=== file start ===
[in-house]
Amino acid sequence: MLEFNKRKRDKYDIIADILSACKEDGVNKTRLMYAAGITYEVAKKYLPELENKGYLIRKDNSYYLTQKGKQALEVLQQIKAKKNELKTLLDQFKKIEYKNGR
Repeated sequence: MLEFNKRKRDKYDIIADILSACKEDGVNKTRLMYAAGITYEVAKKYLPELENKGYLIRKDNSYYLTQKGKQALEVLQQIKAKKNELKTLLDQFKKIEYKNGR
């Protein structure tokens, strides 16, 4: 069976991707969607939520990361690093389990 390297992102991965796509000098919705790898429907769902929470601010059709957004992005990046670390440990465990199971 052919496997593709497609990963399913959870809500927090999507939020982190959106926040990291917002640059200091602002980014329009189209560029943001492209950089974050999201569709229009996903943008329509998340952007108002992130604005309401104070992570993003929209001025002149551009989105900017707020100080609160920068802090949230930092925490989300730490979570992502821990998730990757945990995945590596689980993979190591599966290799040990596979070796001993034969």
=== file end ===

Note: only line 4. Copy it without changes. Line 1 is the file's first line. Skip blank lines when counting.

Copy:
């Protein structure tokens, strides 16, 4: 069976991707969607939520990361690093389990 390297992102991965796509000098919705790898429907769902929470601010059709957004992005990046670390440990465990199971 052919496997593709497609990963399913959870809500927090999507939020982190959106926040990291917002640059200091602002980014329009189209560029943001492209950089974050999201569709229009996903943008329509998340952007108002992130604005309401104070992570993003929209001025002149551009989105900017707020100080609160920068802090949230930092925490989300730490979570992502821990998730990757945990995945590596689980993979190591599966290799040990596979070796001993034969």